Rider on Doi Inthanon
After a long overnight flight, Ian picks me up at the airport. Ian is a retired Englishman who coached the British track team before he emigrated. “Flat or climbing?” he asks, as I place my bike in the back of his pick-up. Ian is the kind of guy who can make friends with anyone, so long as the conversation revolves around cycling and takes place on the bike. An hour later, we’re riding through the rice fields, with a clear blue sky above us, temperatures over 30 degrees, and not a breath of wind stirring the air. This is Thailand. Everything is easier here.
I have a couple of weeks of preparation ahead of me. I’ll ride a few criteriums, train on the velodrome, and ride through the vast landscape of North Thailand. Chiang Mai is Asia’s equivalent to Girona, a cycling mecca with little traffic, perfect roads, beautiful scenery, and ideal weather, which lasts from October to March. Professional teams from all over Asia come here for their training camps. But I’m here with one event in mind — the Conquer Doi Inthanon Challenge. The numbers speak for themselves — 38.4 km, 2,226 m of elevation gain, and an average gradient of 6%.
At 2,565 metres, Doi Inthanon is the highest mountain in Thailand. Its ascent amounts to two times up Alpe d’Huez. The first 20 kilometres rise at an average of 4%. Then, the road turns up at an average gradient of 8% for the second half of the climb. But the road was designed in the Thai style, so averages don’t mean much. You can bet that there are sections that exceed 20%. I considered putting a 32 on, but mounting a compact had already put such a dent in my ego that I decided to stick with a 28. The Alps, Pyrenees, and Dolomites are all wonderful, but there are only a few places in the world that offer roads that truly stretch the limits of what’s climbable. This is one of them.
Cycling is booming in Thailand and Chiang Mai is its epicentre. Every year, the number of cyclists, races, events, and hip cafés doubles. Here, looks are at least as important as strength. Specialized and Rapha are in vogue. Everyone, racers and tourists alike, is decked out in his best kit. Conquer Doi Inthanon is Thailand’s most important event and is always sold-out well in advance. But don’t be misled by the 10,000 starters; in front, it’s a race. If you can take the KOM on Doi Inthanon, you’ll be considered a hero and known by every cycling enthusiast in Asia.
The start is early, and mornings here are crisp. My Soitan teammates joke around at the start, but the tension is palpable. I go and get a bit more sweet rice and place it in my pockets. I’ll take arm warmers and a vest, a bit of sweet rice, and three gels with me. I have a plan for when I’ll strip down and what I will eat. There are ten kilometres to the bottom of climb, where I will eat the rice and make room for my vest. After that, there are 38 kilometres of climbing, and I want to carry as little as possible with me. When the heat sets in, our team director will come up with the car, so I can give him my extra clothing. I’m not a climber and am not going for the win. I’m only racing myself, which is a comforting thought.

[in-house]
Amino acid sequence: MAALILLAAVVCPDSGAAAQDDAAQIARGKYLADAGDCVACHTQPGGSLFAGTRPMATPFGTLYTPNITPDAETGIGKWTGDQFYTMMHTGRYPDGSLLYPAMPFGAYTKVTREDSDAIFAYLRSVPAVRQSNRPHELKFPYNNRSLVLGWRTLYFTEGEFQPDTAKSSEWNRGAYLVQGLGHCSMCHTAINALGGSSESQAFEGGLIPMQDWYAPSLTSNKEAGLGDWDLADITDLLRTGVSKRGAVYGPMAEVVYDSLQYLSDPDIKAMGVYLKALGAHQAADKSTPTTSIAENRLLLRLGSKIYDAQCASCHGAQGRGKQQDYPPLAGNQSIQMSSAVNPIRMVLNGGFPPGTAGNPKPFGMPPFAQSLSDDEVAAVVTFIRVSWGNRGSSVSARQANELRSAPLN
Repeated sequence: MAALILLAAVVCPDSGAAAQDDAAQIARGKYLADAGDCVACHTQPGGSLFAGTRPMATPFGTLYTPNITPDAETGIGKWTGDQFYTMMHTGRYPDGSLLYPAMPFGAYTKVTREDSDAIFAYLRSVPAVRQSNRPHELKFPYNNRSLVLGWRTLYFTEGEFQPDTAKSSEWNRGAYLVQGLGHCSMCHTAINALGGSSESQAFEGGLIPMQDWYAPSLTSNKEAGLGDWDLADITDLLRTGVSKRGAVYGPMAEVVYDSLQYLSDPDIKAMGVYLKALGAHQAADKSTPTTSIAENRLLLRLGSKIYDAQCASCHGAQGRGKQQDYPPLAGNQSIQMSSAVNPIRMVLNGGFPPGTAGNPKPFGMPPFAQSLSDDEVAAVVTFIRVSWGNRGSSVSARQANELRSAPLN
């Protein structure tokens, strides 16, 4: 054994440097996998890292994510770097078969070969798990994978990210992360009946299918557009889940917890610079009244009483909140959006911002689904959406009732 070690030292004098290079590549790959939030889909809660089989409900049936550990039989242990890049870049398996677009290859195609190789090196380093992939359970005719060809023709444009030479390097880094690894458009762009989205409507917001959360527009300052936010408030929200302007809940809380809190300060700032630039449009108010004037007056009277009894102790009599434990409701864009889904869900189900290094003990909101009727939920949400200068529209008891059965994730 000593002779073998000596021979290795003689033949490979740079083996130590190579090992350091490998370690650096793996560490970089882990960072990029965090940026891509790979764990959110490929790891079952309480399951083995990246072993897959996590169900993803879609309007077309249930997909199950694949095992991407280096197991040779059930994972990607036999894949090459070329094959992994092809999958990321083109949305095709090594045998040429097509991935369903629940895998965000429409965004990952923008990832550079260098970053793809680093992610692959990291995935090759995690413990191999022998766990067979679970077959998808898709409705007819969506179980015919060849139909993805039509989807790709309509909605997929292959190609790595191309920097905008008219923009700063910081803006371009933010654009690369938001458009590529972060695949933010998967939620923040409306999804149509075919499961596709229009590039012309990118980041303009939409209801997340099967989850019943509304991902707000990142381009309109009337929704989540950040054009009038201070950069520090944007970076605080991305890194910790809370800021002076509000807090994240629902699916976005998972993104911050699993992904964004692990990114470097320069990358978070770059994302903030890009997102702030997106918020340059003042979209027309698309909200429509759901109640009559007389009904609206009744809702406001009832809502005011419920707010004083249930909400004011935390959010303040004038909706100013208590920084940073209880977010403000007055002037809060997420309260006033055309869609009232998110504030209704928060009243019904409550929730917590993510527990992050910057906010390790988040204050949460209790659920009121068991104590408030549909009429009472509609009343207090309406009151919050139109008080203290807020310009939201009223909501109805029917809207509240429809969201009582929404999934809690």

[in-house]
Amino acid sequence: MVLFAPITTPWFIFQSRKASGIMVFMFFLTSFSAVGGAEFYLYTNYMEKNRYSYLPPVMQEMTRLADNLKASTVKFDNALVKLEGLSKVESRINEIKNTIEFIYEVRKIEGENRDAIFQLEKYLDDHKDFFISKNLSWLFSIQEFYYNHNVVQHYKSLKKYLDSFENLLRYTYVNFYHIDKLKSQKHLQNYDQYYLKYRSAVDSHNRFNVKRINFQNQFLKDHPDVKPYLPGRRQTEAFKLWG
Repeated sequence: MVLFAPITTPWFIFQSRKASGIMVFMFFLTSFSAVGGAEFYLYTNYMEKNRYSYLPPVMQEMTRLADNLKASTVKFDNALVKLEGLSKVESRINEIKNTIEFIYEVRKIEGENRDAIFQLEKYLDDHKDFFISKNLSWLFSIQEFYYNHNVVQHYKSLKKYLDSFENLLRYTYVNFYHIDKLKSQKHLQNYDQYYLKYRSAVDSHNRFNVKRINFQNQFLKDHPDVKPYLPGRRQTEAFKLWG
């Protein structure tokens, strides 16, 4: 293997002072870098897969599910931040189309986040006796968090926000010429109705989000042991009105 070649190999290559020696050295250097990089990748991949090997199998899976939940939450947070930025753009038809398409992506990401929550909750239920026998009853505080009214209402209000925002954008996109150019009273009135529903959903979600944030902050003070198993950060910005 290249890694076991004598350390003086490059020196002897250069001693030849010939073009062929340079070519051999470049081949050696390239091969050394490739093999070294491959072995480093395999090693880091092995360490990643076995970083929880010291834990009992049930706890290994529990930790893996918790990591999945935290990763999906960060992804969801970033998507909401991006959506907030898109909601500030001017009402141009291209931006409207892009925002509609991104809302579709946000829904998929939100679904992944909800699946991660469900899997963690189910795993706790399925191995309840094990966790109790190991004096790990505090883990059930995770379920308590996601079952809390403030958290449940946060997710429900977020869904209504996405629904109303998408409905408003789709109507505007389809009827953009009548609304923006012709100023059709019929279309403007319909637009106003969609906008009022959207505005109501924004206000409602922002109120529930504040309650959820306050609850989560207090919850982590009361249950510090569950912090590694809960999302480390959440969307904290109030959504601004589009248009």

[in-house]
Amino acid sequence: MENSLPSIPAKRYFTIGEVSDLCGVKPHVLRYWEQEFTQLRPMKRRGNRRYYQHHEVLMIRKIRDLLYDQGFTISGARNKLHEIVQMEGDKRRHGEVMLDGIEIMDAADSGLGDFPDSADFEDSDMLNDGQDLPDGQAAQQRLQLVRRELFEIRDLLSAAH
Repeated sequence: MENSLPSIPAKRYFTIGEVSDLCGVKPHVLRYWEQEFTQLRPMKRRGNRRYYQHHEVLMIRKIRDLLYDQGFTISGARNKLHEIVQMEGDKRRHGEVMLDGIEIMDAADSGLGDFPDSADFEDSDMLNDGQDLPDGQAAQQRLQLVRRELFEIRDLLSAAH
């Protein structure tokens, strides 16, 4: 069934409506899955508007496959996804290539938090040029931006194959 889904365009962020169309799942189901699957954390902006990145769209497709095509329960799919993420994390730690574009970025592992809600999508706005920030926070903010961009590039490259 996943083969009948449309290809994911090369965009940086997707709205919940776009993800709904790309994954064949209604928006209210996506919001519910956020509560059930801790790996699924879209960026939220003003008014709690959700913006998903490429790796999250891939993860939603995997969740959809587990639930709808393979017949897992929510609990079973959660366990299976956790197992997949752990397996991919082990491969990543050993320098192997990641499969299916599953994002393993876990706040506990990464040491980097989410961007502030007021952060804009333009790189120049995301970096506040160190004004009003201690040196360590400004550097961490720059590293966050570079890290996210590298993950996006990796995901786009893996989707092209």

The starter’s shot explodes. Peter Pouly’s Singha team takes to the front. The two-time French national mountain bike champion is the number one favourite. After a bit of bother about doping and a yearlong suspension, he moved to Thailand. In Asia, the Frenchman is a living legend and has been tearing up the roads. He’s the type of guy you either love or hate. In 2014, during a short visit to France, he won the Marmotte.
The first kilometres of the Doi go well, but its venom is in its tail. The leading group is slowly dwindling when I decide to let it go. ‘Decide to let it go’ — it’s nice how in cycling you can always justify yourself. You’re never dropped because you’re bad; you’re dropped because you are racing intelligently. The mercury hovers around 30 degrees. Open your shirt, keep drinking, breath easily — that’s the name of the game. I’ve been on the bike for an hour and a half and am halfway up the climb. Those are my numbers in the face of the mountain’s — 3 hours of climbing.
I look down again. I really am in the 28. I’m going 7 kilometres per hour. This is 20%. This has nothing to do with cycling. My cadence is 49. To distract myself, I try to estimate it, but I don’t get far. The climb exhausts all my strength — my legs, my arms, my head. Stomp and ride a straight line. A 32, I’m begging for a 32. I pass the temple. This is the most beautiful and most difficult section. What a view. Five more kilometres. I look down. A drop of sweat explodes on my top tube.
I saved too much. Not even a minute after the finish, my legs tell me I could have gone harder. They do that every time, and I always fall for it. A few teammates are waiting for me. We set our bikes in the bed of the pick-up and drive down a bit. Five kilometres from the top, we stop to hand drinks to the riders who are still climbing. We give out bottles of water and cans of Coke, until we reach the layer of beers in the bottom of the gigantic cooler. A spontaneous party breaks out on the side of the mountain. This is Thailand too.
If you liked this story consider purchasing Soigneur Cycling Journal 16 where it was first printed.